When describing this film to friends, be sure to mention all the perplexed stares
Those flaws are few and far between, however. Amazing special effects are in play here, with the amazing train wreck only the highlight of an overall well-done SFX team that makes everything look good even when they don't have to. Combined with the director's talents for creating amazing shots, that ability transforms the film to a whole other level. Still, that department is one of the few (besides acting) which came out flawless. Besides some confusion as to why the creature is kidnapping people and damaging property when it would probably just be better off simply going into hiding is never fully understood (except for the fact that without that, there would be no movie), the overall design of the creature when it is finally revealed will likely be disappointing to anyone who has already seen Cloverfield's beast. Perhaps it would have been a boon to bring someone else in and redraft some of Abrams's script (yes, he wrote the film, too) to work out some of the kinks, as the creature's motivation was lost to me on most issues.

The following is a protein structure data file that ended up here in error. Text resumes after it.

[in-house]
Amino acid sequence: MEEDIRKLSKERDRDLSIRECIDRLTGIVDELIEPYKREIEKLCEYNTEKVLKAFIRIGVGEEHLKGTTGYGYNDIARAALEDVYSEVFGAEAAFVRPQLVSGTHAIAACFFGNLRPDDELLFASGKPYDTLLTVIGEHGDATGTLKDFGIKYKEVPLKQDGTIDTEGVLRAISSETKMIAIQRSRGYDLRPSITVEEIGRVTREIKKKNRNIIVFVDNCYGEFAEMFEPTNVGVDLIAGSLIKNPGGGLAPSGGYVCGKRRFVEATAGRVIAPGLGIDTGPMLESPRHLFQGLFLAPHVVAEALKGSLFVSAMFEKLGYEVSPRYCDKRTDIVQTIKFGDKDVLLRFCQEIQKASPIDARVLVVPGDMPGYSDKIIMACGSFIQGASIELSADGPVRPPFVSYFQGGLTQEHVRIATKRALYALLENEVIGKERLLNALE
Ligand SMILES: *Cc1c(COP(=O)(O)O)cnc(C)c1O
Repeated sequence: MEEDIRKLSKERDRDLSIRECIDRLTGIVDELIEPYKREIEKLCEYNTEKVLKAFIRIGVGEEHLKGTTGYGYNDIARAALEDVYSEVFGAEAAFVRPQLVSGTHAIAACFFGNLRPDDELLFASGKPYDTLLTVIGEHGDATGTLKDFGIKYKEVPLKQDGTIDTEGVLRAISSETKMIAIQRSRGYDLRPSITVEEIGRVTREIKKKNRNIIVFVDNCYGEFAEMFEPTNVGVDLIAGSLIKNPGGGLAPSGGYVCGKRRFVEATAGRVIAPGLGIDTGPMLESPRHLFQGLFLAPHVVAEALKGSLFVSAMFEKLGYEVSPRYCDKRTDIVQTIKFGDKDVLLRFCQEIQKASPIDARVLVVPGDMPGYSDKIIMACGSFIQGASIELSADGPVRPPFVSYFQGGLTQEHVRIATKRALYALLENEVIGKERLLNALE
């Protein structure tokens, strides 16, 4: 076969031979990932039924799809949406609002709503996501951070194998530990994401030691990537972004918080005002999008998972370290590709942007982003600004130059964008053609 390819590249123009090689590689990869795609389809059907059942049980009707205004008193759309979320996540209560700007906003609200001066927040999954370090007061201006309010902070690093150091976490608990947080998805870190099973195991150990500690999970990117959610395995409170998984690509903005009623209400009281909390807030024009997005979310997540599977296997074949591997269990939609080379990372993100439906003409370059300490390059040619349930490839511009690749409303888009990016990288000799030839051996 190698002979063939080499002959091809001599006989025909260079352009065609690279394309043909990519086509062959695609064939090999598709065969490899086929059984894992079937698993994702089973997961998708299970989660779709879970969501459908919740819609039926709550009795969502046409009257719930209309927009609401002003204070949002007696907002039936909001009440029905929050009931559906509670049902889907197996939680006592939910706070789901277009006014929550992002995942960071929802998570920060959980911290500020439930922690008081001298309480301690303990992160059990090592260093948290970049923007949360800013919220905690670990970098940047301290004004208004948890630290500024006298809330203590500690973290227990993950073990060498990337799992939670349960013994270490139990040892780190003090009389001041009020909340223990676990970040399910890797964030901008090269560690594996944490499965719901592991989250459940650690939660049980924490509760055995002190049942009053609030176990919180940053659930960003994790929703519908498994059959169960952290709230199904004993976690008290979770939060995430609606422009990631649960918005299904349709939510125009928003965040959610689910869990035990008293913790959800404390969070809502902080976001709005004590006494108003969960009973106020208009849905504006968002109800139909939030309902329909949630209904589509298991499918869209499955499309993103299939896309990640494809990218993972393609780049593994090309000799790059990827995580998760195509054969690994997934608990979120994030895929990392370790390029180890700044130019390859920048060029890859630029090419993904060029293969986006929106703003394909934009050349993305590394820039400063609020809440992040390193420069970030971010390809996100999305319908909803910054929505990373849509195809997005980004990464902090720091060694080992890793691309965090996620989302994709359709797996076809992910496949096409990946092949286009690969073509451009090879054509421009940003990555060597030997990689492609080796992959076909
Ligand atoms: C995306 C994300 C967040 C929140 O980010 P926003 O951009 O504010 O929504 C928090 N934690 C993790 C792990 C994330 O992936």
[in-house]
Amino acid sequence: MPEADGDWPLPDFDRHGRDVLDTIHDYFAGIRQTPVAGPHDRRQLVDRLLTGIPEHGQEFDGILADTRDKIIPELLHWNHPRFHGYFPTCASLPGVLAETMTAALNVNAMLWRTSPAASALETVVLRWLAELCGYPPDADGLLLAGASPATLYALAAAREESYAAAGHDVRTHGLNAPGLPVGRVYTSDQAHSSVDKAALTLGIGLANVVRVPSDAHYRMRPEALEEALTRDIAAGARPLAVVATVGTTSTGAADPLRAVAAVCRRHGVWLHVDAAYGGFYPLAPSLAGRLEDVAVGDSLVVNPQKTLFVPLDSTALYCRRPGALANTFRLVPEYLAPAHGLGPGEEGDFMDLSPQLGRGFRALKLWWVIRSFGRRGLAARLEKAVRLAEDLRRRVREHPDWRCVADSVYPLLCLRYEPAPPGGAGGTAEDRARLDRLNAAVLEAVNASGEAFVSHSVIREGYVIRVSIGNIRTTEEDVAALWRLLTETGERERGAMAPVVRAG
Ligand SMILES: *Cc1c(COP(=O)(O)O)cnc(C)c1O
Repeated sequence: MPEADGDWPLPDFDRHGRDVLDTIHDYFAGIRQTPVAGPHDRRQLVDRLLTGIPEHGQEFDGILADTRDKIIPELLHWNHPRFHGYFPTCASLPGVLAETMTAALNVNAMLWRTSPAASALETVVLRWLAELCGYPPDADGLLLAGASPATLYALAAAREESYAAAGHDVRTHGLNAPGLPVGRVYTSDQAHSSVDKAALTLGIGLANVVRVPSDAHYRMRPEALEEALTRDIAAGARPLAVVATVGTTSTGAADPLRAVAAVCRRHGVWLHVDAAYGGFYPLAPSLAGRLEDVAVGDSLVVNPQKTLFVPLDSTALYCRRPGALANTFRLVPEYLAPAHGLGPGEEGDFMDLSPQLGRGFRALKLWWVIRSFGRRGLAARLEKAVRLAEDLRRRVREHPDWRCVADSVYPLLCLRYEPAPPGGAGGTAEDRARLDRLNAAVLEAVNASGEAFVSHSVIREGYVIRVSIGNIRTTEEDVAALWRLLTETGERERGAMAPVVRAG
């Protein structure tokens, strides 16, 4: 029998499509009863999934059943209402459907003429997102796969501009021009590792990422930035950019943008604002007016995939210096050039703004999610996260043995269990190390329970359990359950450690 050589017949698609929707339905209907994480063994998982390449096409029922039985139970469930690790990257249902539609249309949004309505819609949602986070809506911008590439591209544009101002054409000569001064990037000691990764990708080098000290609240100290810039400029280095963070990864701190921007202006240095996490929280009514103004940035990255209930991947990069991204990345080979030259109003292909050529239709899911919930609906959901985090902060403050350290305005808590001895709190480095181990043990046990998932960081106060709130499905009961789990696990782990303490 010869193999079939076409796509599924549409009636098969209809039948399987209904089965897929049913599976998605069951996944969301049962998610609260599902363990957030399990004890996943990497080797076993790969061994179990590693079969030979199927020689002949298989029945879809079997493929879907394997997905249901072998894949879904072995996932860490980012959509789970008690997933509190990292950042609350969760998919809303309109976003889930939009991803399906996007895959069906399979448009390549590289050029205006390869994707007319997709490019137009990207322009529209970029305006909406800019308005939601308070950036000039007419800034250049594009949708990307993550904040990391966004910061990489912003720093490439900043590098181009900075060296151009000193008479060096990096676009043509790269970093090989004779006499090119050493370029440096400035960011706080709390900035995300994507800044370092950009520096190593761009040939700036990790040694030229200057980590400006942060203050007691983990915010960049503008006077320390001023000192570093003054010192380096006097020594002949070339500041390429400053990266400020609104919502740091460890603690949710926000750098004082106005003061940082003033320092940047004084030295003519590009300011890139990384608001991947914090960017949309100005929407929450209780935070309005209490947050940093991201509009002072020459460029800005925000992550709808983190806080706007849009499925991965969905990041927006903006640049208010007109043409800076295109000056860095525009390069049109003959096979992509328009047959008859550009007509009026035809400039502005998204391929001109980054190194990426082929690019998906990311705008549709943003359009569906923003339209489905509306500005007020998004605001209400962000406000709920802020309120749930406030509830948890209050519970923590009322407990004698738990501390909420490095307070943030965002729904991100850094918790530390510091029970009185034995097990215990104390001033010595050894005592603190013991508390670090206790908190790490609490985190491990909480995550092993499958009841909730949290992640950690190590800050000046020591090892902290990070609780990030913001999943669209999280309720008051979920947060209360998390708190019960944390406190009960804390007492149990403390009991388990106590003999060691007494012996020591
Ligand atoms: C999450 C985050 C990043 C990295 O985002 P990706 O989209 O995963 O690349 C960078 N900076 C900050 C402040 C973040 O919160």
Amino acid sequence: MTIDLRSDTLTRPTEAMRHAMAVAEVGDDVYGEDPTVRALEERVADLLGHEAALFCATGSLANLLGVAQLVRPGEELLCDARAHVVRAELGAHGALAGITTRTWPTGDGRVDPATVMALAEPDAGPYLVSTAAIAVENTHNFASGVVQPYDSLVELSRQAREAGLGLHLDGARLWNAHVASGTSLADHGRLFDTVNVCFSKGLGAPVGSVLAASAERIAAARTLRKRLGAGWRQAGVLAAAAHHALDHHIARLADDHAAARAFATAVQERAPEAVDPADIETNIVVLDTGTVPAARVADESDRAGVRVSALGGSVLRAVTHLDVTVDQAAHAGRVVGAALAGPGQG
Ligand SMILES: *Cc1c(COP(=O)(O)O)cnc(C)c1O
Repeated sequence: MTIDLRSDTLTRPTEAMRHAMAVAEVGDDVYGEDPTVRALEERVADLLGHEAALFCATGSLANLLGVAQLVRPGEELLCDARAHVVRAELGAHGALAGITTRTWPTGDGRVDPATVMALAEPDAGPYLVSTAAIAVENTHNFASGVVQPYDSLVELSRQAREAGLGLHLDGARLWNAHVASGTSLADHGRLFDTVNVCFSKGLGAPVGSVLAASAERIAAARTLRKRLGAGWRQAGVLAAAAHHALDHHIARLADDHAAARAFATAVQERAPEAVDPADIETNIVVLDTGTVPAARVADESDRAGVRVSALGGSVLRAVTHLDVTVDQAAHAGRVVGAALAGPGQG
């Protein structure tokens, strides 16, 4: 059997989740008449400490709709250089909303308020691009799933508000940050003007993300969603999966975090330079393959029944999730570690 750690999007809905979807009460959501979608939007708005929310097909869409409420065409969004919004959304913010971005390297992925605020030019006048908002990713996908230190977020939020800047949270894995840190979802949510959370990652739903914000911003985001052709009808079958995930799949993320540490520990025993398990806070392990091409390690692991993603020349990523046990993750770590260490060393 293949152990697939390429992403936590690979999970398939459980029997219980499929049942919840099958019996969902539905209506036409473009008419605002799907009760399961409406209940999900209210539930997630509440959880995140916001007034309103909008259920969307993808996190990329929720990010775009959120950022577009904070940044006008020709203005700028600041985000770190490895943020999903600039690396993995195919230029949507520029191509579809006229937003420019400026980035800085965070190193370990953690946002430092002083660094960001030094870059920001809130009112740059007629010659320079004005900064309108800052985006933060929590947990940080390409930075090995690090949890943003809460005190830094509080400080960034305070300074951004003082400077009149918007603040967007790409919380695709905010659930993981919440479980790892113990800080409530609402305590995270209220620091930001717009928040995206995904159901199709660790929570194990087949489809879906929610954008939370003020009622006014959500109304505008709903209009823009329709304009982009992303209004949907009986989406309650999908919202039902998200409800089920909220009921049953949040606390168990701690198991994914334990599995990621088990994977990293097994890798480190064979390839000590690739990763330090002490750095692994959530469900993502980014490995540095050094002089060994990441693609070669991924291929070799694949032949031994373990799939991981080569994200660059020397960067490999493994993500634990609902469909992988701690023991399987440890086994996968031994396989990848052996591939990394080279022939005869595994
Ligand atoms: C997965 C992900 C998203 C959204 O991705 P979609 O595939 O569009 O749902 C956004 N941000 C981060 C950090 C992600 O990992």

Those looking for a new Goonies movie apply within
That doesn't hurt Super 8 for long, however, as the film manages to be charming, funny, and scary at all the right times, even if brains weren't necessarily in the Wizard's bag to begin with. With great acting, amazing effects and a commendable effort to take the sci-fi genre back to its heyday, it scores high as the #4 film of 2011. I'll be the very first to admit that I didn't have such high hopes for this release, and to be fair it's far from a perfect film. But it is a VERY good one, and one that you can't help but be charmed by. I had a smile on my face for about 90% of the film's run time, and the movies this year that have done that can be counted on only one hand. Abrams's ability is certainly trending up, and I'm already looking forward to the next film that he pulls from his sleeve.


Uncle Bob said...

Great job Gianni ! I look forward to seing this film, but first must see Midnight in Paris. ( I want my Woody !)

John "Gianni" Anderson said...

Midnight in Paris will probably be the next big screen film I review, but this coming week figures to be mostly rentals. We'll see what happens.